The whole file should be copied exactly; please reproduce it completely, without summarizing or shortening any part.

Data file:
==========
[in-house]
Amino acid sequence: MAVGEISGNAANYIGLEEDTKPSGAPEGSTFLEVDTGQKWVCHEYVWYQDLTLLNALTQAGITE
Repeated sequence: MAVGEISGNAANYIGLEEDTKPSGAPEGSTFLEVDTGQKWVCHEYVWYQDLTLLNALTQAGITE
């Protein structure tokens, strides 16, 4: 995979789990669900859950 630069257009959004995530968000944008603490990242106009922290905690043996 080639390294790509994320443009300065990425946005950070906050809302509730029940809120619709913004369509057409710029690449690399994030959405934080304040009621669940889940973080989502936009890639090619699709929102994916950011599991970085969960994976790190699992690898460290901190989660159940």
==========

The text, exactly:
[in-house]
Amino acid sequence: MAVGEISGNAANYIGLEEDTKPSGAPEGSTFLEVDTGQKWVCHEYVWYQDLTLLNALTQAGITE
Repeated sequence: MAVGEISGNAANYIGLEEDTKPSGAPEGSTFLEVDTGQKWVCHEYVWYQDLTLLNALTQAGITE
């Protein structure tokens, strides 16, 4: 995979789990669900859950 630069257009959004995530968000944008603490990242106009922290905690043996 080639390294790509994320443009300065990425946005950070906050809302509730029940809120619709913004369509057409710029690449690399994030959405934080304040009621669940889940973080989502936009890639090619699709929102994916950011599991970085969960994976790190699992690898460290901190989660159940």